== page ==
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News Opinion 06.10.18

Living with Chickens

If you work at Raystede, it’s likely that sooner or later you are going to be coming home with an animal or two. What I didn’t anticipate was that it would be four and they would be of the feathered variety. 

In June, shortly after my birthday, we welcomed three ex commercial hens and one cockerel to our back garden and our lives. I’d always like the idea of keeping chickens but did not anticipate quite how much I would fall in love with my little flock. Chickens, to the uninitiated, may appear nervous, stupid and even a little feral but once you have spent any real time with them it’s impossible not to be converted by their unique charm. They incredibly relaxing to be around and very companionable in their own way.  

The girls; Clara, Desiree and Eva are all completely unique in character and personality with even their eggs being easy to identity as they look quite different depending on who laid them. Clara is the matriarch, making her stately progress around the garden and occasionally reminding the others of their place, Eva the independent spirit who is also the most prolific layer and Desiree is the princess with a penchant for dust bathing and leading the others into mischief.   



I always wanted a cockerel. My husband was nervous at the prospect, concerned about the effect on our neighbours but I was insistent. Cockerels suffer a bad press of being aggressive and noisy and as most domestic settings can only accommodate one, suitable and willing homes are few and far between. 

The sad truth is most are culled at birth or in their first year with huge pressure on centres like Raystede to take those that keepers cannot bear to slaughter but cannot keep. We discussed it with our happily very accommodating neighbours beforehand and so Duke, a splendid cuckoo Marans with magnificent chequered black and white feathers, joined the crew. 



As with all rescue pets there is something very special about knowing you have given a second chance to an animal. Looking at them snoozing in a patch of Autumn sunshine or coming running over for a handful of corn feels like a small miracle every day. Adopting has meant Raystede has space for more hens to have a happy retirement and for more cockerels to have a future. They make me smile with their antics and curious, cheeky natures and I love the way they bustle out of the coop in the morning, ready to welcome the new day. It's impossible not to feel optimistic when you share your life with chickens!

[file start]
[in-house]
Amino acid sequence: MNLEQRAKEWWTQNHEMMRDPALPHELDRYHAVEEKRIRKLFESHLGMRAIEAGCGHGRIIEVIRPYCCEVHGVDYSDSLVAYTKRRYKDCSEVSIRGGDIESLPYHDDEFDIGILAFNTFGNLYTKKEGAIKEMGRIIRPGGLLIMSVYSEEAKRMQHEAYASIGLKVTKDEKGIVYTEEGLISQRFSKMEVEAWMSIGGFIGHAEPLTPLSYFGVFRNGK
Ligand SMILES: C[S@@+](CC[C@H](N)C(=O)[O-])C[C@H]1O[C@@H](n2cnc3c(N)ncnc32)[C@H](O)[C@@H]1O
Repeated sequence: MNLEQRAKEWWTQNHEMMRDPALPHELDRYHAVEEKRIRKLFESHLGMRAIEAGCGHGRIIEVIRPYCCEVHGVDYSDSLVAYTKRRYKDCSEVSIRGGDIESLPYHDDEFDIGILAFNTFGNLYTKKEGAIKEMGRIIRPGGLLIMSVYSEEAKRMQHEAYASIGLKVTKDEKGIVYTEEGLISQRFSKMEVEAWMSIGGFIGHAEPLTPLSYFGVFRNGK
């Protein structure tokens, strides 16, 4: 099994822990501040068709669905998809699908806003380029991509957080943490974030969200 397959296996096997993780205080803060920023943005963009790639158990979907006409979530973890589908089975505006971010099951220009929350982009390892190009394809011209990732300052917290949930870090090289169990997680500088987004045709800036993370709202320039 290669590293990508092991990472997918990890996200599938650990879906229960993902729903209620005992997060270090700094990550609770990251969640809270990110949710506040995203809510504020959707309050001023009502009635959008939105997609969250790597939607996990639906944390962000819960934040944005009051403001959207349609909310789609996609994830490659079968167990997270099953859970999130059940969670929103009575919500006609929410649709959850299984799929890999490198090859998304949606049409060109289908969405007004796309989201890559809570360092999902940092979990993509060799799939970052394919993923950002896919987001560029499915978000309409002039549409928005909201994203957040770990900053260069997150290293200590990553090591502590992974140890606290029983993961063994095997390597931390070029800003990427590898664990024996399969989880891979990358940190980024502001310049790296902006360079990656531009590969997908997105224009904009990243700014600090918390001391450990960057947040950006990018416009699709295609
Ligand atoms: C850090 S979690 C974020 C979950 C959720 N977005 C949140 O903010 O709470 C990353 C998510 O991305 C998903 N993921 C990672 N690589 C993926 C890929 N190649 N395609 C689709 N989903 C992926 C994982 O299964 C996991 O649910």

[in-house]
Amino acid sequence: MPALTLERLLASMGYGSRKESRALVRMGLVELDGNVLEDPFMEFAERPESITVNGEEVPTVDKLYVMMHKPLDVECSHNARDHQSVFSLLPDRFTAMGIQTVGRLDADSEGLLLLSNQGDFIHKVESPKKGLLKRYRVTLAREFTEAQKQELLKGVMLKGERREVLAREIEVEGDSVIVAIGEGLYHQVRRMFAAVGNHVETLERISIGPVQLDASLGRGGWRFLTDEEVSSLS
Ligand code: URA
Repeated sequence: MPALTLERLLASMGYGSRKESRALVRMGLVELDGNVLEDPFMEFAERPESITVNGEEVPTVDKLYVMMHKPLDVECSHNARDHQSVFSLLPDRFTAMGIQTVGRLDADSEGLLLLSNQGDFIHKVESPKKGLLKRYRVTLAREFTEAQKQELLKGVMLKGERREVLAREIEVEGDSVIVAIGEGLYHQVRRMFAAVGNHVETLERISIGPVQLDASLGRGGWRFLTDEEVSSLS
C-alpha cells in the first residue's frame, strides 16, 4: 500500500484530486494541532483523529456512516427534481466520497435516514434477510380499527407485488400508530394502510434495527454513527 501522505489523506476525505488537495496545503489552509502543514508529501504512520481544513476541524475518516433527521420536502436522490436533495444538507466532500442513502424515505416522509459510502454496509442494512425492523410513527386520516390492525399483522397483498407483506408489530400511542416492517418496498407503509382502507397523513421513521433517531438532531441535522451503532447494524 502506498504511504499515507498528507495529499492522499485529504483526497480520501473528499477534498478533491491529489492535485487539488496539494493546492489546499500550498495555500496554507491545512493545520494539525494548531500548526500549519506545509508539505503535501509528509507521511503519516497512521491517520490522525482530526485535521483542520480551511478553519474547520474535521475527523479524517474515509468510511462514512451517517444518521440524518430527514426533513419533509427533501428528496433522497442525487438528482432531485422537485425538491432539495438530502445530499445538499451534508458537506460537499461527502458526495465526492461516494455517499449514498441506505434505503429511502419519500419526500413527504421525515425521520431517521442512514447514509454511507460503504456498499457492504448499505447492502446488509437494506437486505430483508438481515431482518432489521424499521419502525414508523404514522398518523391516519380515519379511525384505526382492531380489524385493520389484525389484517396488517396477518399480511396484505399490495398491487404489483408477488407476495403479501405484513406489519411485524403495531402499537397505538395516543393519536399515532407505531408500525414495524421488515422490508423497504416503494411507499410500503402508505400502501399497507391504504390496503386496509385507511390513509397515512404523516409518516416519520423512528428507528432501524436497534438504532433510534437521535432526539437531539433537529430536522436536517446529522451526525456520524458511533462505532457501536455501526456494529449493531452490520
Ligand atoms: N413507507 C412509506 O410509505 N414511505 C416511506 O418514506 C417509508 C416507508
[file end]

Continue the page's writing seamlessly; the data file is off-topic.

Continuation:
My little flock have become extremely spoilt in their appetites, turning up their noses at budget cherry tomatoes (how they know the difference between that and Tesco’s finest, I am unclear, but they do) but it gives me such pleasure to see them so content. Duke especially will do a little dance of happiness when presented with purple seedless grapes. 



A word of warning; chickens are highly addictive! I am currently engaged in a battle with my husband over adding another two girls to our flock (he claims he is worried about the wear and tear on the garden; I believe he fears eventually being entirely overrun by poultry).  The garage is known as my ‘Mad Chicken Lady Headquarters’ as it is packed with feed bins, supplements and bedding. I have been reprimanded for ignoring the guests that had driven five hours to see us because I was too engrossed in the chicken encyclopedia we found in the pub we had gone to for dinner. 

In short there is a danger of total obsession with no known cure. But if you are thinking about getting chickens and are prepared for the commitment which is part of sharing your life with any animal, I can’t recommend them enough.

Just remember, a garden without chickens is like a stage without actors!

Read more about the application process here. I promise you won't regret it
Adopt a Hen

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